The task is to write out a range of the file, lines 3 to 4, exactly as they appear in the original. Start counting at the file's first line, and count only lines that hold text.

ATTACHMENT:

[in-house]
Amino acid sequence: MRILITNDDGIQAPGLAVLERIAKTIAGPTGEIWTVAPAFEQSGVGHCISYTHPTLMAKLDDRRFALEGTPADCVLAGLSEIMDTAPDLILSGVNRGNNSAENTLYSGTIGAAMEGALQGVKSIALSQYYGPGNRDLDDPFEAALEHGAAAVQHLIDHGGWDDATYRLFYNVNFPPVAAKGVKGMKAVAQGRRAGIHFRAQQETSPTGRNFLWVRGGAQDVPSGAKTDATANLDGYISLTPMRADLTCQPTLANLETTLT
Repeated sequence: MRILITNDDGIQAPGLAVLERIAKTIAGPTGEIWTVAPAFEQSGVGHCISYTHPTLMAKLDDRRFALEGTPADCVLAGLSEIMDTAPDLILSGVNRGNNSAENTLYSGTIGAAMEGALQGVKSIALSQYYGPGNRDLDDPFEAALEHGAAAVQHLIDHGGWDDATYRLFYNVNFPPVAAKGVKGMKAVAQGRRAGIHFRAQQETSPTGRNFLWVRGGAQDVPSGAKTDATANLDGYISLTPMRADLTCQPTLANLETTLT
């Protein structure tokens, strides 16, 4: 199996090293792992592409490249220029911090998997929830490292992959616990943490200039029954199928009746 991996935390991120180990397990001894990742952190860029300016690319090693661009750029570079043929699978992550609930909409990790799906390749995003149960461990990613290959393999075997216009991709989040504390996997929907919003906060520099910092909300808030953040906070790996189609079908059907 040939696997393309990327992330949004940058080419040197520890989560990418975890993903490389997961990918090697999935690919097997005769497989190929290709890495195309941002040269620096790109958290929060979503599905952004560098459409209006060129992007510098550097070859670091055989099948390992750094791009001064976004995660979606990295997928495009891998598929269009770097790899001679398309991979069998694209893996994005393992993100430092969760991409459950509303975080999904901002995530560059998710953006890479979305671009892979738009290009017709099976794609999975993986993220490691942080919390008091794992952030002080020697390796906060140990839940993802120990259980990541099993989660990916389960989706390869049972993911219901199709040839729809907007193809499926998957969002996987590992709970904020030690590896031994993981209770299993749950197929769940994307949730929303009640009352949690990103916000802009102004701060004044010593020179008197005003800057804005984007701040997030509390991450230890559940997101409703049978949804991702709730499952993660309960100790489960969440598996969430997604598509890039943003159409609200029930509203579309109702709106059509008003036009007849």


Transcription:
Repeated sequence: MRILITNDDGIQAPGLAVLERIAKTIAGPTGEIWTVAPAFEQSGVGHCISYTHPTLMAKLDDRRFALEGTPADCVLAGLSEIMDTAPDLILSGVNRGNNSAENTLYSGTIGAAMEGALQGVKSIALSQYYGPGNRDLDDPFEAALEHGAAAVQHLIDHGGWDDATYRLFYNVNFPPVAAKGVKGMKAVAQGRRAGIHFRAQQETSPTGRNFLWVRGGAQDVPSGAKTDATANLDGYISLTPMRADLTCQPTLANLETTLT
């Protein structure tokens, strides 16, 4: 199996090293792992592409490249220029911090998997929830490292992959616990943490200039029954199928009746 991996935390991120180990397990001894990742952190860029300016690319090693661009750029570079043929699978992550609930909409990790799906390749995003149960461990990613290959393999075997216009991709989040504390996997929907919003906060520099910092909300808030953040906070790996189609079908059907 040939696997393309990327992330949004940058080419040197520890989560990418975890993903490389997961990918090697999935690919097997005769497989190929290709890495195309941002040269620096790109958290929060979503599905952004560098459409209006060129992007510098550097070859670091055989099948390992750094791009001064976004995660979606990295997928495009891998598929269009770097790899001679398309991979069998694209893996994005393992993100430092969760991409459950509303975080999904901002995530560059998710953006890479979305671009892979738009290009017709099976794609999975993986993220490691942080919390008091794992952030002080020697390796906060140990839940993802120990259980990541099993989660990916389960989706390869049972993911219901199709040839729809907007193809499926998957969002996987590992709970904020030690590896031994993981209770299993749950197929769940994307949730929303009640009352949690990103916000802009102004701060004044010593020179008197005003800057804005984007701040997030509390991450230890559940997101409703049978949804991702709730499952993660309960100790489960969440598996969430997604598509890039943003159409609200029930509203579309109702709106059509008003036009007849």